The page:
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A Library Talk About Jane Austen

by Margaret Mills

As a part-time adult education lecturer in English literature and history, I am never happier than when I am asked to deliver a course or a talk about Jane Austen’s life and work.

In October 2017 I was asked to give a talk at our local public library, and I was delighted to hear that this library, along with others in Essex, has decided to offer talks and refreshments in the evenings, when the library would normally be closed to the general public.  This particular library is offering a varied programme of different talks, and considering this is a fairly new venture, I was pleased to find that an audience of 18 people attended, all interested in learning more about Jane, aided by a slide presentation and followed by refreshments and a discussion.  Thanks to the articles and comments in the Jane Austen News I was also able to bring into my talk some more recent developments and discoveries about Jane, her life and times.

People are often surprised at how relatively unknown Jane was as an author at the time of her death.   The comment made by the verger of Winchester Cathedral to a gentleman visiting her grave is a perfect example of this: ‘Pray, sir, can you tell me whether there was anything particular about that lady: so many people want to know where she was buried?’ (Austen Leigh, James Edward. A Memoir of Jane Austen).  This really sums things up.   In today’s world, where we are inundated with the cult of ‘celebrity’, (too often based on very little in the way of genuine talent and ability), it strikes many people as amazing that she was seemingly content to stay in the background. Her letters to her beloved older sister, Cassandra, often project a wistful desire for recognition and acknowledgement, but this is concealed behind a self-effacing, dry humour.

My audience was surprised to learn that perhaps Jane’s greatest admirer outside her own family was ‘Prinny’, the Prince Regent, a man it is safe to say she held in a certain amount of contempt for his immoral, dissolute and spendthrift lifestyle.  Her very tongue-in-cheek response to the Prince’s librarian, who had passed on his own suggestions for a future work on the topic of the German Royal Family, caused much merriment and comments on her bravery in having the courage to say ‘no’ but in a diplomatic way.  Then, as now, a royal request would be hard to ignore, so ‘well done, Jane’, was the general consensus!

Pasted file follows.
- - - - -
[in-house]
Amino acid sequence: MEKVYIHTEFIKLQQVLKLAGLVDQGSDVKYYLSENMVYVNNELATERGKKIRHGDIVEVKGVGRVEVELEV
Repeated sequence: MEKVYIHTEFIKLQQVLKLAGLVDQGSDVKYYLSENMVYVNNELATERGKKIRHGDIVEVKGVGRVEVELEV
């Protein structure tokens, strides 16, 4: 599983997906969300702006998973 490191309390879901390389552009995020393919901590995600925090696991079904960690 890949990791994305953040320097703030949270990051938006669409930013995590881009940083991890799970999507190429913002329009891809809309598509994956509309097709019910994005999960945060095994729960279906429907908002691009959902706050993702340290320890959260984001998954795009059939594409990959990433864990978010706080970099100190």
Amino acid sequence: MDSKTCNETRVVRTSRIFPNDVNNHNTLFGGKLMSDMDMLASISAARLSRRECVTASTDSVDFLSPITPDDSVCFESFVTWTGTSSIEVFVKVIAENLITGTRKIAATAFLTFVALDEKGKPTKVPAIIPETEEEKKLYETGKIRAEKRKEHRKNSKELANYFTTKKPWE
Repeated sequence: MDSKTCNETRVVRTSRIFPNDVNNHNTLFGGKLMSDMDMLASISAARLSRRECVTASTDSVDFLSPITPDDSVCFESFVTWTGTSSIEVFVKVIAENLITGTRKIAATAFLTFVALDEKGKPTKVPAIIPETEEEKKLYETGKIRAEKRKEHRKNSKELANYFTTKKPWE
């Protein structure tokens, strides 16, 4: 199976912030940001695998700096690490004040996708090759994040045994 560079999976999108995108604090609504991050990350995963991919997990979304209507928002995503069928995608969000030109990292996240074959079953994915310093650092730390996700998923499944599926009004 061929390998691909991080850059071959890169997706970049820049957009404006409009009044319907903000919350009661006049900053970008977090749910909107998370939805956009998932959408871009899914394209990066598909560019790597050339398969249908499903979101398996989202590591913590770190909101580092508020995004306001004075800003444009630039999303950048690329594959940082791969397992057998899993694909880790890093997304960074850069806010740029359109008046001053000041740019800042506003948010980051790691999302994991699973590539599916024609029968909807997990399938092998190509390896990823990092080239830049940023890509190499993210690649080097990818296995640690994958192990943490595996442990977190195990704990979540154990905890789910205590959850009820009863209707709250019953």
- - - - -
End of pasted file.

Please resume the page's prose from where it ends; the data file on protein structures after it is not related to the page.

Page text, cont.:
We turned to her letters, where she reaches across the centuries in her roles of daughter, sister, niece, aunt and friend.  The written word tells us so much about a person, and we realised how she was to a large extent defined by family relationships, which were enormously important to her throughout her life. Many comments were forthcoming from the audience about the wise, loving and carefully-phrased advice she gave to her nieces and nephews over the years.  The relationships in her books reflect her own love, concern and worries for family members, including her sailor brothers, who must have been rarely absent from her thoughts on their tours of duty during the dangerous years of the late 18th and early 19th centuries.  We remember that her life was spanned by the upheavals reverberating from the French Revolution and the Napoleonic Wars, which ended only 2 years before her death.

During the break for refreshments, and in question time at the end of my talk, there was lively debate to try to define why Jane Austen is still so popular today and why her works have stood the test of time.   One conclusion we came to was that ‘times change, people don’t’ and her shrewd observations on character traits, morals, pretension and hypocrisy are still relevant today.   Her books have been critically described by expressions such as: one long husband-hunt by females looking to marry well.  Hmm, does this not still happen today, I wonder?  And we surely need to put the world of Jane Austen into the context of its time.  Somewhere, perhaps, the gentle spirit of Jane Austen smiles at this and similar accusations. After all, this is the lady who wrote in Pride and Prejudice: ‘Adieu to disappointment and spleen.  What are men to rocks and mountains?’

Margaret Mills is a lecturer in history and English literature, working mainly in the adult education sector.  She also gives talks to a variety of different organisations, as well as broadcasting history notes and book reviews on a local Community Radio Station.

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